Current account surprise helps sterling end higher

LONDON (Reuters) - A mixed bag of economic numbers pushed sterling higher against its major currency peers on Friday, with upbeat foreign investment inflows at the end of last year offsetting another set of warning signs on household spending.

A pile of British sterling coins is displayed in London January 16, 2007. REUTERS/Toby Melville (BRITAIN)

The pound fell initially on the detailed breakdown of fourth quarter gross domestic product and other data that showed consumers borrowing more, and the dominant services industry contracting for the first time since last March.

But a rough halving of Britain’s huge current account deficit as a percentage of output, and a rise in foreign direct investment to 110 billion pounds, offered hope that one of the economy’s big vulnerabilities may already be fading as ministers begin 18 months of talks on leaving the European Union.

Driven by a late surge around month-end fixing of major currencies at 1500 GMT, that hope helped the pound gain almost half a percent on the day to $1.2516 by 1513 GMT. It was also 0.2 percent higher at 85.41 pence per euro.

“The marked improvement in the current account (and FDI income) suggests that at these levels sterling is helping the UK erode the large external imbalance that contributed to the currency’s drop after the Brexit vote,” AXA analysts said in a note.

“This should limit downside appetite for the currency even as we expect negative headlines from preliminary EU negotiations to mount.”

Sterling has fallen about 20 percent as investors factored in the risks that a “hard” exit will take Britain out of Europe’s single market in favour of imposing controls on immigration and lowering trade barriers with other partners.

It fell close to $1.20 this month after a handful of signals suggested previously robust consumer demand was beginning to fade as the drop in the currency feeds through into higher prices of imported goods.

The data on Friday also showed British households ran down their savings to a record low in late 2016 as they sought to offset a fall in their spending power. A survey showed consumers were worried about the outlook for the economy and there was a surprise fall in house prices.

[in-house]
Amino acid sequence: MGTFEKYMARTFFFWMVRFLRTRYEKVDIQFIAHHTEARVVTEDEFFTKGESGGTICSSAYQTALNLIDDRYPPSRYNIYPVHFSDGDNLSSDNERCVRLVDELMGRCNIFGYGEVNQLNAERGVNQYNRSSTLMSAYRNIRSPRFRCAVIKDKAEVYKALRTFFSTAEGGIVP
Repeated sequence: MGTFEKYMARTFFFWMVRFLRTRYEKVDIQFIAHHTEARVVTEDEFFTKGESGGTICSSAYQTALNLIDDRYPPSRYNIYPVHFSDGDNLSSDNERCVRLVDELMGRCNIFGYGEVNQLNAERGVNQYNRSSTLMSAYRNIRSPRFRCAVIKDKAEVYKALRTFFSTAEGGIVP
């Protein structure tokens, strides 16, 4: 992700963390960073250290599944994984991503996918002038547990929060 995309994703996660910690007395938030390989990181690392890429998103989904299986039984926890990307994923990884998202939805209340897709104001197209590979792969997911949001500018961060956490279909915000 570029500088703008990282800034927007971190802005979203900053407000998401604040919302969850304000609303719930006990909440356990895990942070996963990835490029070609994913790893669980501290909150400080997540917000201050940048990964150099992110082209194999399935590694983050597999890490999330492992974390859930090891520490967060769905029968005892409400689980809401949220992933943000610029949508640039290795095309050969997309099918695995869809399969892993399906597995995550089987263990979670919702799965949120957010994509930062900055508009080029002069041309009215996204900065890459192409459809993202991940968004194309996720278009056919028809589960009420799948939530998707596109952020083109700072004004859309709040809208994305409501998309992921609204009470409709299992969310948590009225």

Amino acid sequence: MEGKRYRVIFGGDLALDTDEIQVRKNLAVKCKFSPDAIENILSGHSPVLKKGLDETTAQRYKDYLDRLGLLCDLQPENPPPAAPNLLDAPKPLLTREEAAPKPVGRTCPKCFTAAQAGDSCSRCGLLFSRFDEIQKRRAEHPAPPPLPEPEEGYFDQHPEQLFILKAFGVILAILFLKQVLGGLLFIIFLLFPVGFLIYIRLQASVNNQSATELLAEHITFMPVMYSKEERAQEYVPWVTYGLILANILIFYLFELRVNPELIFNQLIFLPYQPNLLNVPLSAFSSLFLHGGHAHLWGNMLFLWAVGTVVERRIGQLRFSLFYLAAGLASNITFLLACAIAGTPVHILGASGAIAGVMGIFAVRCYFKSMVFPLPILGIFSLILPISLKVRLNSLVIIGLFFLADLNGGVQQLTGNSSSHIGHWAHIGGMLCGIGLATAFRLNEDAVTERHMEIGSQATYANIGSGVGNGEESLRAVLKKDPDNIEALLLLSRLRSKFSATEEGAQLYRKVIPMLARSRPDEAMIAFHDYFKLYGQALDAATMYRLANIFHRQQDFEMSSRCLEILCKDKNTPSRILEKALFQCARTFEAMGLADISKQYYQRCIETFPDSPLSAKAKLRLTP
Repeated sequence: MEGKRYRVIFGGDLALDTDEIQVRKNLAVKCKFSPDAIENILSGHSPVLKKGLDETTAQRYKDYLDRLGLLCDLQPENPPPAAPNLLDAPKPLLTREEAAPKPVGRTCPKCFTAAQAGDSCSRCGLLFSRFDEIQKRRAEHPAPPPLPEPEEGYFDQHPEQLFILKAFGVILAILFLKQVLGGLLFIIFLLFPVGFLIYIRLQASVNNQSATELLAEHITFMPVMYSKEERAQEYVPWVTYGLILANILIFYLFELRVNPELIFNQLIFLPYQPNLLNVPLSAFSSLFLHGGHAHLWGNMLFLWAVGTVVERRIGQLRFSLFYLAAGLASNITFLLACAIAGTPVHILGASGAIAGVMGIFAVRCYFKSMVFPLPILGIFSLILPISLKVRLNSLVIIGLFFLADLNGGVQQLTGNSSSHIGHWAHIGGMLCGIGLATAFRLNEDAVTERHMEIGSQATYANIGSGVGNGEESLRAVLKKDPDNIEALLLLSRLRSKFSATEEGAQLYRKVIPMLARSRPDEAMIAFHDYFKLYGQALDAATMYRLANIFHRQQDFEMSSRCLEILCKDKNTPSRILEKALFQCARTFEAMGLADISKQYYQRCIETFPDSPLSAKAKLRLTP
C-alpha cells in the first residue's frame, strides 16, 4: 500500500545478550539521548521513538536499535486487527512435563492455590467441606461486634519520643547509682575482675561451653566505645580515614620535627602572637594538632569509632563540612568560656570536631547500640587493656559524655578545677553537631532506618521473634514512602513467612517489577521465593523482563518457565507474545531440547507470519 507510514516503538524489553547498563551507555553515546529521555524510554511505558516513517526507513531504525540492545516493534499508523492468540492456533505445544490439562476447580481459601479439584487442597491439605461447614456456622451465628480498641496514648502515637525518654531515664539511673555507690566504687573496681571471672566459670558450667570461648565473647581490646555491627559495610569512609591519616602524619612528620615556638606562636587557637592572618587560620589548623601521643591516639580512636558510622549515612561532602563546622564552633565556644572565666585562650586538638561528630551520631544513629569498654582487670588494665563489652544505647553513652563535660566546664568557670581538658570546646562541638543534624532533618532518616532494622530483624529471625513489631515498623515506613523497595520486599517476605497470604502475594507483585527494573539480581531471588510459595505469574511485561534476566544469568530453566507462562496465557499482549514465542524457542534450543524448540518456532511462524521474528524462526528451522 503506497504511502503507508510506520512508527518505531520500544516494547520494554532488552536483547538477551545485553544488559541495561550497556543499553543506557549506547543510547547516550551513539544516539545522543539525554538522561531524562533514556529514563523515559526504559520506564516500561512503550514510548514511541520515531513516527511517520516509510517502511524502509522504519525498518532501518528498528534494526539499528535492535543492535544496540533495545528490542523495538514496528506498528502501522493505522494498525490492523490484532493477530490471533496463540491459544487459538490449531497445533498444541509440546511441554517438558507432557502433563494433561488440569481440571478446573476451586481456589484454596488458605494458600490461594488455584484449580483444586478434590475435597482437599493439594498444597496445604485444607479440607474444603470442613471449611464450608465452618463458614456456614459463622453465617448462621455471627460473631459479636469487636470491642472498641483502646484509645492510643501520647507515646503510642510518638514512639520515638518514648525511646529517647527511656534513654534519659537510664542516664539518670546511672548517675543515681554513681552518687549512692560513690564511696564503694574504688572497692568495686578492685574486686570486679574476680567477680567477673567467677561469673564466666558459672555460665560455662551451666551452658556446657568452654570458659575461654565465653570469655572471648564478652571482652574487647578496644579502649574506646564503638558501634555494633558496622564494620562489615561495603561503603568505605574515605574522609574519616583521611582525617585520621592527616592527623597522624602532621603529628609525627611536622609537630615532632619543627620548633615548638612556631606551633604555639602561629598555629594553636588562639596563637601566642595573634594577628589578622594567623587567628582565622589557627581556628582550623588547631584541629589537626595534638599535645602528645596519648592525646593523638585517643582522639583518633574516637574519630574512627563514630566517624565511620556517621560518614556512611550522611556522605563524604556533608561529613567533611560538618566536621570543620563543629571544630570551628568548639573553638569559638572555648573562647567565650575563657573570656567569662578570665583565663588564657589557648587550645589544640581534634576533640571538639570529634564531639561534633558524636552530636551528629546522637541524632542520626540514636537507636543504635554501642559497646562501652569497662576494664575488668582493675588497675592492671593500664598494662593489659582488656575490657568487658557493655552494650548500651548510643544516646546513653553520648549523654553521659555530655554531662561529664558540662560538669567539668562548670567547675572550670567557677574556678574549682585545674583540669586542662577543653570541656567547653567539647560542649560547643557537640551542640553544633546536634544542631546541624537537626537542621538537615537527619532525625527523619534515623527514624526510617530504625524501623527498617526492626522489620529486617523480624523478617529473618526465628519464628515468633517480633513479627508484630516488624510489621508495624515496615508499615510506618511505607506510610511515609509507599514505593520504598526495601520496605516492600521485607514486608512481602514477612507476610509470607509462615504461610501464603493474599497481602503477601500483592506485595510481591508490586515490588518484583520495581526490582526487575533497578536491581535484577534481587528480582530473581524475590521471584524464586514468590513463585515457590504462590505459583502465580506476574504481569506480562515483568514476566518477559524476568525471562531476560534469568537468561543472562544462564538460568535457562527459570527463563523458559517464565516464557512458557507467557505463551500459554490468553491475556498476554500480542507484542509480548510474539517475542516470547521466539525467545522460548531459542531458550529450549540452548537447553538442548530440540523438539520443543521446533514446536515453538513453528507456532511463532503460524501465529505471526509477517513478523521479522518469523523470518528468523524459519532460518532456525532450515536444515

“The (GDP) report on the whole speaks of fundamental structural weaknesses in the UK,” Bank of New York Mellon currency strategist, Neil Mellor, said.

“The market got a negative impression and as much as there may be mitigating circumstances, the fact still remains that we have seen a run down in savings ... so all in all not a positive report for sterling.”

London-based strategist, Lee Hardman from Japan’s MUFG, has been arguing consistently for a stronger pound in recent weeks. He said the revised data would not change much for the recent stability in sterling.

“We saw a sharper-than-expected narrowing in the current account deficit which may have helped to ease the margins for the concerns over the potential downside risks for the pound going forward during the upcoming Brexit negotiations,” he said.

Political uncertainty surrounding Brexit and signs the UK economy is slowing as Britain enters a negotiating period with the EU have also seen investors take net short positions on the pound versus the dollar to record highs. [IMM/FX]

Latest positioning numbers for the week to last Tuesday are due later on Friday.

Draft negotiating guidelines from the European Union showed Britain would need to make sufficient progress on its exit talks with the bloc before pursuing a new trade deal.

EU Council President Donald Tusk said talks between the EU and Britain to negotiate Brexit will be difficult and sometimes confrontational. There would be no parallel talks on issues outside of that, he said.

Investors are also contemplating the risk of a broader breakup of the United Kingdom.

Scottish First Minister Nicola Sturgeon has written to Prime Minister Theresa May formally demanding that she allow a second referendum to be held on Scottish independence ahead of the United Kingdom’s exit from the European Union.

Editing by Louise Ireland